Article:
The product is biodegradable when it can be broken down by micro-organisms. To what extent? Don’t know. In how long? Don’t know. Will it be toxic? Again, don’t know. So what do we know? Not much.

Even more irksome is the fact that some plastics labeled as “biodegradable” can’t actually be broken down in a landfill. Oxo-degradable plastics, a type of biodegradable plastics, require light or heat exposure to be broken down. Few sunny days are seen 6 feet under trash. The main problem with these, however, is that given the small amount of oxygen deep down in a landfill, these plastics release methane when they biodegrade (if they even biodegrade at all). Methane, if you’ve been following the news recently, makes carbon dioxide look like Febreeze. Irritating, but at least it’s not the smell of a 16-year-old boy’s bedroom.

So next time you and your organization hold an event and want to be environmentally conscious, try avoiding plastics labeled as “biodegradable”. Look for compostable dishware and find a compost facility near you. In Montreal, we have Compost Montreal (http://www.compostmontreal.com/), which not only sells compostable dishware but also collects compost (though you will have to check if you are in their collection zone first). If not, many universities and community gardens have composting facilities you could use.

Sustainable living is difficult, and it’s even more difficult at an institutional and commercial level. But the first step to addressing our environmental problems is to be informed of the actual impacts of what we’re doing and be critical of our current practices. The next step is finding ways to change our behaviour and that of the institutions and businesses we find ourselves in.


If you’re interested in learning more about compostable plastics, stay tuned for my next post, in which I will be looking at differences in environmental impacts of compostable and disposable plastics!

Tuesday, 7 June 2016

Why Fort McMurray’s Forest Burns

Author: Francesca Fuoco

The fire raging Fort McMurray in Alberta was the cause of great despair as 90 000 people had to evacuate their homes. The fire has torched over 1000 km2 and is expected to continue to burn over the next weeks. The forest continues to burn because the Boreal forest surrounding Fort McMurray has adapted to depend on fire for growth.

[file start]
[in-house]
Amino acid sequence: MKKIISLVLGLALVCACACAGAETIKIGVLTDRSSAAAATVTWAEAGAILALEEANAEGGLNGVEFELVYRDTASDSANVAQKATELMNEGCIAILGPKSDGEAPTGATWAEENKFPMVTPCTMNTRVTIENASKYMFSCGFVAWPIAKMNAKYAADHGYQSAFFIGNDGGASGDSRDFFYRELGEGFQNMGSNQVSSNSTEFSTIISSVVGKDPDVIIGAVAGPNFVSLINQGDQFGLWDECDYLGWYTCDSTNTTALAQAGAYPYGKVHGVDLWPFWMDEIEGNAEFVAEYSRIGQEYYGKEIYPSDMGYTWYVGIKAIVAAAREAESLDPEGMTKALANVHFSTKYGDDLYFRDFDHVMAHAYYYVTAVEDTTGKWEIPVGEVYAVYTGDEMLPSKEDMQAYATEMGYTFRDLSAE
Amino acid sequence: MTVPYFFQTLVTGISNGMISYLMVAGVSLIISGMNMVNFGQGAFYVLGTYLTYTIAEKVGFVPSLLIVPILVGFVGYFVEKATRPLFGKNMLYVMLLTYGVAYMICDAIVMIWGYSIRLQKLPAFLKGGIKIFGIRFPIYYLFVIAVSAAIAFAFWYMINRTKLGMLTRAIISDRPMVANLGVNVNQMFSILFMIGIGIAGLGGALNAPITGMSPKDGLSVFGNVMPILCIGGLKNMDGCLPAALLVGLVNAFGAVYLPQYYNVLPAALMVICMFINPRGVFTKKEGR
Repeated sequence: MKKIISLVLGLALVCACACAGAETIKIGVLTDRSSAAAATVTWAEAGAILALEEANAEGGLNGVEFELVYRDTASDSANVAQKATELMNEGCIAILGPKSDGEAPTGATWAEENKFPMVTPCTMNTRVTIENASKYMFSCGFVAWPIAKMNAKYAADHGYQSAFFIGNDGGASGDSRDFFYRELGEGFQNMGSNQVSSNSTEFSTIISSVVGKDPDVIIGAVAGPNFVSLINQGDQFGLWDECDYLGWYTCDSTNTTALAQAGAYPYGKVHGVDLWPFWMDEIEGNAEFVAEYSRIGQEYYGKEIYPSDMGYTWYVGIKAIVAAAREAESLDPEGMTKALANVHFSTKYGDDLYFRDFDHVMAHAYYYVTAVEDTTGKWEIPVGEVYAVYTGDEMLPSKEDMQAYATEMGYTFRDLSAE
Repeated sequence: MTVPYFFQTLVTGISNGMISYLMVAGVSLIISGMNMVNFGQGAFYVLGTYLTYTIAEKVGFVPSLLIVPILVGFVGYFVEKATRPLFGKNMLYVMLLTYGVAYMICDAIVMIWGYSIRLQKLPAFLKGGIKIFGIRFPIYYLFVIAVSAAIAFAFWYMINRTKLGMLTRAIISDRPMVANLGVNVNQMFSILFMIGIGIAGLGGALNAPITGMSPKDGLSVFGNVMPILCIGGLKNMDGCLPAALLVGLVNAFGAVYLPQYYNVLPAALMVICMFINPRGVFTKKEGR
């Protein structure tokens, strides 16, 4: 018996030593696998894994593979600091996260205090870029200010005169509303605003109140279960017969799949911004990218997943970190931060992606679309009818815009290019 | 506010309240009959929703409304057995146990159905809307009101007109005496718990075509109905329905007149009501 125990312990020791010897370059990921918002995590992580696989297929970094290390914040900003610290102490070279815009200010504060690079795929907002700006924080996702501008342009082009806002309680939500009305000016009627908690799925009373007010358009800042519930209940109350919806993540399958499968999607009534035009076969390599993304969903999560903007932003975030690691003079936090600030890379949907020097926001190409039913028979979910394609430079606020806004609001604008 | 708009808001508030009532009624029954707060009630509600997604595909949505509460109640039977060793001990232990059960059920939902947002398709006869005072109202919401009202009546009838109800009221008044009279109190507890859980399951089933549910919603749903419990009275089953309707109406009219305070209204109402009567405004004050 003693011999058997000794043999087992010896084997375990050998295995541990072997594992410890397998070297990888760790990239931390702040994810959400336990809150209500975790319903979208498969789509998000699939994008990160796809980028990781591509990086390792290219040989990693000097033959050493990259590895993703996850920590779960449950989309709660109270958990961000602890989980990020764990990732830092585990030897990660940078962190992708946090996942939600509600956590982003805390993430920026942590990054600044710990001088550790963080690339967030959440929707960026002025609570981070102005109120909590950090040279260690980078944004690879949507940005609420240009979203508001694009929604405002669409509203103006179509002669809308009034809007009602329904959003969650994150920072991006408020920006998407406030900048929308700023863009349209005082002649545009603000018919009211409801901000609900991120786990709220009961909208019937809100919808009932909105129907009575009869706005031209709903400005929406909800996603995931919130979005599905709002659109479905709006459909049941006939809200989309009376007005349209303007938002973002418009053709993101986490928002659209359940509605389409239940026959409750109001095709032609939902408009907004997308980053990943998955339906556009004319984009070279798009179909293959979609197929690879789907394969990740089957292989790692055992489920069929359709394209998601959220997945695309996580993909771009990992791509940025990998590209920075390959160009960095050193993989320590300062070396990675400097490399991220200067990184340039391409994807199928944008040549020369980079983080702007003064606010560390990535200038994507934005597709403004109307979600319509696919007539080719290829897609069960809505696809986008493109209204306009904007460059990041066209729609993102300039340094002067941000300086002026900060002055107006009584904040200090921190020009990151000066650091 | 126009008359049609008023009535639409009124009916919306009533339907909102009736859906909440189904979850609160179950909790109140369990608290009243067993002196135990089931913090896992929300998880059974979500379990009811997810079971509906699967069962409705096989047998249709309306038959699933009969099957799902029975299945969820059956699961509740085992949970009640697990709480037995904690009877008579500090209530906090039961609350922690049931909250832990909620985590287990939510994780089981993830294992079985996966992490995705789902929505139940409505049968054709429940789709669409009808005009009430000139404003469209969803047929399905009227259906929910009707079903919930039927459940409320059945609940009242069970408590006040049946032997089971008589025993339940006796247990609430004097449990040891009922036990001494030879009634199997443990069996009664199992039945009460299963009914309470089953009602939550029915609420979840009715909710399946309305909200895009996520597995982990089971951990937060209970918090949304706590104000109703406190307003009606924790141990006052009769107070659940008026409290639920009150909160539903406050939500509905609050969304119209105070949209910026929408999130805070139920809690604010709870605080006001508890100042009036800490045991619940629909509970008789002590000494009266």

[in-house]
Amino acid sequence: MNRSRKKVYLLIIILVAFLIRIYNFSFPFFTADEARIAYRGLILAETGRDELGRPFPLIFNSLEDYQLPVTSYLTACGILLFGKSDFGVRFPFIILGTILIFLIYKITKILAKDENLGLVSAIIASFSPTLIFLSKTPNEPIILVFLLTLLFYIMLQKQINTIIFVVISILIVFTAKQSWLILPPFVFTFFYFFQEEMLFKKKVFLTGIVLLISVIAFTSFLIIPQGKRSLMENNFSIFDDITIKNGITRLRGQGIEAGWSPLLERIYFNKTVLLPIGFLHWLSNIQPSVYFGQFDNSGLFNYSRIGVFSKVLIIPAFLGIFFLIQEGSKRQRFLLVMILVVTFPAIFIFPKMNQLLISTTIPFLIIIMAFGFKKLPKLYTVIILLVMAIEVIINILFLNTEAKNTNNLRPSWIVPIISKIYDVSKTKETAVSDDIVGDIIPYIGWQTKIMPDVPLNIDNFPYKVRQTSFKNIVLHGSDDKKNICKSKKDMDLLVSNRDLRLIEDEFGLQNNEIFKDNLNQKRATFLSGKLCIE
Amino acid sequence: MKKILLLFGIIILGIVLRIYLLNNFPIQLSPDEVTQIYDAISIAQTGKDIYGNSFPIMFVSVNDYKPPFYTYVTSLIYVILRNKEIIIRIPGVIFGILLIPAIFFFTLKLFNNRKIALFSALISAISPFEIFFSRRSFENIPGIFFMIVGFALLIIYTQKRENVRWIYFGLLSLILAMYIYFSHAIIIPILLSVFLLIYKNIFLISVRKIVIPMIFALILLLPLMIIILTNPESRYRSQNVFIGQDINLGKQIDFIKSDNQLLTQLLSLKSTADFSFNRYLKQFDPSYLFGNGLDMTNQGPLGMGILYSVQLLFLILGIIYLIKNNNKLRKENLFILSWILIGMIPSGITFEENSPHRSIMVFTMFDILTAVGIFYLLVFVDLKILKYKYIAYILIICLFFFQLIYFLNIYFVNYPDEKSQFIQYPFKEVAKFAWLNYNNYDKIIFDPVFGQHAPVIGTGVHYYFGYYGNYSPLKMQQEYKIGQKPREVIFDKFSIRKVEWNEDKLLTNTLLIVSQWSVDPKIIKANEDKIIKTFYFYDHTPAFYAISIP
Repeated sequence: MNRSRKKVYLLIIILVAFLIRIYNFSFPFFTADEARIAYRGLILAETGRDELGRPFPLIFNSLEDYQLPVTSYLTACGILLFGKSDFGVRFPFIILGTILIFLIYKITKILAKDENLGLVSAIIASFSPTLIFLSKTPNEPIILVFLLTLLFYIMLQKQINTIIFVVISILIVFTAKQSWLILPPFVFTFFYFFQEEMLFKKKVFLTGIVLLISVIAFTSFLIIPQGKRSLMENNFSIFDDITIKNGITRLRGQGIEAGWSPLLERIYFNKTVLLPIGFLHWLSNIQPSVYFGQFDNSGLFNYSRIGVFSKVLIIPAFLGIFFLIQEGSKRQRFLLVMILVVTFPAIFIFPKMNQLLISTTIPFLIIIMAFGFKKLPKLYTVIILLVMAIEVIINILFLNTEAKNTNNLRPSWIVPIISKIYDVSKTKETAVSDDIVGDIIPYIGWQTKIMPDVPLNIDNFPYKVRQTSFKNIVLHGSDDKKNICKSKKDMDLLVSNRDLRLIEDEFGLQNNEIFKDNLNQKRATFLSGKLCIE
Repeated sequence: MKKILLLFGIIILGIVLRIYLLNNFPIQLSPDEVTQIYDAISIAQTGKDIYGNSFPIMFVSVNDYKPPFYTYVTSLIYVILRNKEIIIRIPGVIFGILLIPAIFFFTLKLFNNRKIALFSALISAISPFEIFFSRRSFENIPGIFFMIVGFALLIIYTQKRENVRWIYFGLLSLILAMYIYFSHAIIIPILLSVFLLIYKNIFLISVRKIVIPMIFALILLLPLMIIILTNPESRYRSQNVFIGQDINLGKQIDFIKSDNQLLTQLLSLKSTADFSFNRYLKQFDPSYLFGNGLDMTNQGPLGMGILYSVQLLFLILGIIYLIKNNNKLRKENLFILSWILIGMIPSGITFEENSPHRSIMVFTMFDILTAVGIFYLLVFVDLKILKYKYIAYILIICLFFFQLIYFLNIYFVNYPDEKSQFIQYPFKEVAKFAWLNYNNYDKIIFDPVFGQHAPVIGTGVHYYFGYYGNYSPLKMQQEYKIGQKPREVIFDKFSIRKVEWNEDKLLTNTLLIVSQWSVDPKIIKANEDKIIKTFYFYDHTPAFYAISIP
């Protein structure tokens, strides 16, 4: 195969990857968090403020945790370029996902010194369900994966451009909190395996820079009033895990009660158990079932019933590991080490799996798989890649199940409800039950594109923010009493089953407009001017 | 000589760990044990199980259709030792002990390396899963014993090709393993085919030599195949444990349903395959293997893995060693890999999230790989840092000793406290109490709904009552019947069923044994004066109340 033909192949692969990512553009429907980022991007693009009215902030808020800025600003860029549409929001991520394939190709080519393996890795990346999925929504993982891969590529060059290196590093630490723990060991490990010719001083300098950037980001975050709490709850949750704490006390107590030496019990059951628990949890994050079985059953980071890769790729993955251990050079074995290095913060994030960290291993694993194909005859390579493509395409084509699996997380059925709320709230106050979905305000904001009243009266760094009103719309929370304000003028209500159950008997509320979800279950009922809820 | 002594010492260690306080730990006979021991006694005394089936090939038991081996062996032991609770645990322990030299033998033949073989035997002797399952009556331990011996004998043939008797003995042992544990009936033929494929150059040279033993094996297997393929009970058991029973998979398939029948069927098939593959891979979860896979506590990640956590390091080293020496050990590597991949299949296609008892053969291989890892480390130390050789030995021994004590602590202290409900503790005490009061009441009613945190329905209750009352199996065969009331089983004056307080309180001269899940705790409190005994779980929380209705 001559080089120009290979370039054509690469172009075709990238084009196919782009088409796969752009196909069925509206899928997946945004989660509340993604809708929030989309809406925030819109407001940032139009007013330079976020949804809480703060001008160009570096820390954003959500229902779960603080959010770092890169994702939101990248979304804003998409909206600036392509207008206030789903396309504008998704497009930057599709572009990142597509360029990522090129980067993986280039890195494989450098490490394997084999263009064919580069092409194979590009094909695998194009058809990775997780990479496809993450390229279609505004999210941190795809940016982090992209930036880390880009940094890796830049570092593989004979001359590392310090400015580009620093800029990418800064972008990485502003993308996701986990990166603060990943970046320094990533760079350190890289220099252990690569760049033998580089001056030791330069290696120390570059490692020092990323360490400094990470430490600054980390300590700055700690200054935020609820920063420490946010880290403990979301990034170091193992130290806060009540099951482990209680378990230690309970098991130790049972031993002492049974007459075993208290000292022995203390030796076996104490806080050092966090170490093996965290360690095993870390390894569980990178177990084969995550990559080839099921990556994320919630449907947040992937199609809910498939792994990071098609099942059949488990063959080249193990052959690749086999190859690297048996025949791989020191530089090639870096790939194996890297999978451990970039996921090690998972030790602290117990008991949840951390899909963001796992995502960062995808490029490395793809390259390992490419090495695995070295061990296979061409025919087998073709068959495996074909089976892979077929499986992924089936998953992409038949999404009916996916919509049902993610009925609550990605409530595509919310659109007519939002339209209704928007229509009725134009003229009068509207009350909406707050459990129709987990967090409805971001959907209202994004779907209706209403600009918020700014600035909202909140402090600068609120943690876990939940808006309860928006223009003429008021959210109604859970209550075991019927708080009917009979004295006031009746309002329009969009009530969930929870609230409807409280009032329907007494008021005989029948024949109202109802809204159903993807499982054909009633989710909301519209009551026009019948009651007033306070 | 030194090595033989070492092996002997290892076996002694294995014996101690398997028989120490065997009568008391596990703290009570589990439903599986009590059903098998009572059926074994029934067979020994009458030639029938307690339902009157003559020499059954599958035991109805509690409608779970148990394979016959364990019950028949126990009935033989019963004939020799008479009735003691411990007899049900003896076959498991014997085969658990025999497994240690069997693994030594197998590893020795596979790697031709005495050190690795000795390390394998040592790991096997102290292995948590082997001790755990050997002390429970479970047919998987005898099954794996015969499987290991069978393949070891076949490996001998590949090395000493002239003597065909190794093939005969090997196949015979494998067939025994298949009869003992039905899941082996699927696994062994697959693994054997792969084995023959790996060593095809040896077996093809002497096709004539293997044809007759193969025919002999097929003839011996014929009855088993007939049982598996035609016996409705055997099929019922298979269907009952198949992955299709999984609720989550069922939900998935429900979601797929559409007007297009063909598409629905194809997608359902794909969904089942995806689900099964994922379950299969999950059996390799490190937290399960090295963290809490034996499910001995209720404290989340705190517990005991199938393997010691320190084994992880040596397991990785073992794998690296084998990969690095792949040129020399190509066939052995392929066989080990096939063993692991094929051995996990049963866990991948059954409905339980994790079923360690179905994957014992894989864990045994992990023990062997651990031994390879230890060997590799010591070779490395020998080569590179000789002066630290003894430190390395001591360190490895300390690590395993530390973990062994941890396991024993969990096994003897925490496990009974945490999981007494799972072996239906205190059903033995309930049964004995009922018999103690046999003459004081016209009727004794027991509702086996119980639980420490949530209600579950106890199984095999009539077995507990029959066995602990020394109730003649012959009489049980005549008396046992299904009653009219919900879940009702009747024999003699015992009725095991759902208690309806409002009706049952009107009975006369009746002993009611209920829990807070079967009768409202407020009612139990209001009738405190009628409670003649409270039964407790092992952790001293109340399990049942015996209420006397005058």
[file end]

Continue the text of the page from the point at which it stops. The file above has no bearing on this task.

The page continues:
In essence, these trees need to burn to grow. Even the physical characteristics of the trees, such as branching arrangement, are adapted for easy ignition. The spruce and pine trees making up the forest have serotinous cones which open up after a fire to release their seeds. After a fire burns through a forest, the fire removes the competing trees, shrubs, and mosses. The soil is bare and it thus becomes easier for the seeds to thrive. The pine and spruce species then become the pioneers of the new forest and ecological succession brings about new biodiversity. The fire in Fort McMurray, whether caused by humans or nature, is an important part of the forest’s life cycle.

Watch the video by CrashCourse to learn more about ecological succession.


Click here to follow CBC news for the latest on the fire.

Francesca Fuoco is a 4th year undergraduate student in the Faculty of Education at McGill University. She is currently studying with the goal of teaching Science at the High School level. Francesca is interested in promoting the development of scientific literacy skills among her students by engaging them in learning activities which aim to study how Science affects our society and vice-versa.